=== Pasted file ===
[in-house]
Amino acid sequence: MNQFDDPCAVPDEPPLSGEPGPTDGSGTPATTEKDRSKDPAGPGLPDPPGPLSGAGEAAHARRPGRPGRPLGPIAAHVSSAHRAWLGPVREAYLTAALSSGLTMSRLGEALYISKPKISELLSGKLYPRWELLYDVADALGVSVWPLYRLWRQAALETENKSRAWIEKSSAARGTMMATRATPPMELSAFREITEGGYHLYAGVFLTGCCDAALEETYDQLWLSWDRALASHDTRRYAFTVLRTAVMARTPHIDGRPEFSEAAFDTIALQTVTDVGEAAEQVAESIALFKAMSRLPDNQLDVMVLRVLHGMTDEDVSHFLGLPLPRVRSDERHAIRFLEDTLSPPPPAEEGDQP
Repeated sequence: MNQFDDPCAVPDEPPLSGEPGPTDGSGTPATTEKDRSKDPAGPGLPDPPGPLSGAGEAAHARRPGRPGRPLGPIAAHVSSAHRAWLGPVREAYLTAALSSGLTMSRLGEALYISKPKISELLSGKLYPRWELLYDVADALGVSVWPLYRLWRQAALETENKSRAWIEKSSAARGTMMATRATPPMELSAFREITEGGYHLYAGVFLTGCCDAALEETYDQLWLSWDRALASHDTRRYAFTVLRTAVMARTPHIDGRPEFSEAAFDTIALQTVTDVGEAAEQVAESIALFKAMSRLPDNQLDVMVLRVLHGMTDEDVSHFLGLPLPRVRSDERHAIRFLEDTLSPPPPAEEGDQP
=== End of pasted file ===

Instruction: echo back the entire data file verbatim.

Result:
[in-house]
Amino acid sequence: MNQFDDPCAVPDEPPLSGEPGPTDGSGTPATTEKDRSKDPAGPGLPDPPGPLSGAGEAAHARRPGRPGRPLGPIAAHVSSAHRAWLGPVREAYLTAALSSGLTMSRLGEALYISKPKISELLSGKLYPRWELLYDVADALGVSVWPLYRLWRQAALETENKSRAWIEKSSAARGTMMATRATPPMELSAFREITEGGYHLYAGVFLTGCCDAALEETYDQLWLSWDRALASHDTRRYAFTVLRTAVMARTPHIDGRPEFSEAAFDTIALQTVTDVGEAAEQVAESIALFKAMSRLPDNQLDVMVLRVLHGMTDEDVSHFLGLPLPRVRSDERHAIRFLEDTLSPPPPAEEGDQP
Repeated sequence: MNQFDDPCAVPDEPPLSGEPGPTDGSGTPATTEKDRSKDPAGPGLPDPPGPLSGAGEAAHARRPGRPGRPLGPIAAHVSSAHRAWLGPVREAYLTAALSSGLTMSRLGEALYISKPKISELLSGKLYPRWELLYDVADALGVSVWPLYRLWRQAALETENKSRAWIEKSSAARGTMMATRATPPMELSAFREITEGGYHLYAGVFLTGCCDAALEETYDQLWLSWDRALASHDTRRYAFTVLRTAVMARTPHIDGRPEFSEAAFDTIALQTVTDVGEAAEQVAESIALFKAMSRLPDNQLDVMVLRVLHGMTDEDVSHFLGLPLPRVRSDERHAIRFLEDTLSPPPPAEEGDQP